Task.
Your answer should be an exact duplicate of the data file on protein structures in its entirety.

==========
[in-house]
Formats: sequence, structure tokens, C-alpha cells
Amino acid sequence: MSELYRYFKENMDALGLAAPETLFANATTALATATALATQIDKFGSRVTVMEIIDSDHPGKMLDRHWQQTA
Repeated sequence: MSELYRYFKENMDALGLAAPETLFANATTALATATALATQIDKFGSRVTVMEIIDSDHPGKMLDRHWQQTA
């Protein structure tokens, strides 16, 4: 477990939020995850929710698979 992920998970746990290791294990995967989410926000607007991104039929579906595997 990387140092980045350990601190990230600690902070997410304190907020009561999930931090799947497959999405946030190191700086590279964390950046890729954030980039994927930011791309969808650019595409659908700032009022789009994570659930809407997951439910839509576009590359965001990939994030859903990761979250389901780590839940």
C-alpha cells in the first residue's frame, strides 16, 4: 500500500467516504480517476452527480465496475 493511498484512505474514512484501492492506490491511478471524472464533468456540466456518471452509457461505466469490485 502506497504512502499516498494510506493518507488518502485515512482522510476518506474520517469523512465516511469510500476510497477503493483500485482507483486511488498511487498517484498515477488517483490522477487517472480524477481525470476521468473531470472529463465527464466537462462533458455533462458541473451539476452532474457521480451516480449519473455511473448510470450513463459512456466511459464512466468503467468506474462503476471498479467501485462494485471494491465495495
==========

[in-house]
Formats: sequence, structure tokens, C-alpha cells
Amino acid sequence: MSELYRYFKENMDALGLAAPETLFANATTALATATALATQIDKFGSRVTVMEIIDSDHPGKMLDRHWQQTA
Repeated sequence: MSELYRYFKENMDALGLAAPETLFANATTALATATALATQIDKFGSRVTVMEIIDSDHPGKMLDRHWQQTA
């Protein structure tokens, strides 16, 4: 477990939020995850929710698979 992920998970746990290791294990995967989410926000607007991104039929579906595997 990387140092980045350990601190990230600690902070997410304190907020009561999930931090799947497959999405946030190191700086590279964390950046890729954030980039994927930011791309969808650019595409659908700032009022789009994570659930809407997951439910839509576009590359965001990939994030859903990761979250389901780590839940």
C-alpha cells in the first residue's frame, strides 16, 4: 500500500467516504480517476452527480465496475 493511498484512505474514512484501492492506490491511478471524472464533468456540466456518471452509457461505466469490485 502506497504512502499516498494510506493518507488518502485515512482522510476518506474520517469523512465516511469510500476510497477503493483500485482507483486511488498511487498517484498515477488517483490522477487517472480524477481525470476521468473531470472529463465527464466537462462533458455533462458541473451539476452532474457521480451516480449519473455511473448510470450513463459512456466511459464512466468503467468506474462503476471498479467501485462494485471494491465495495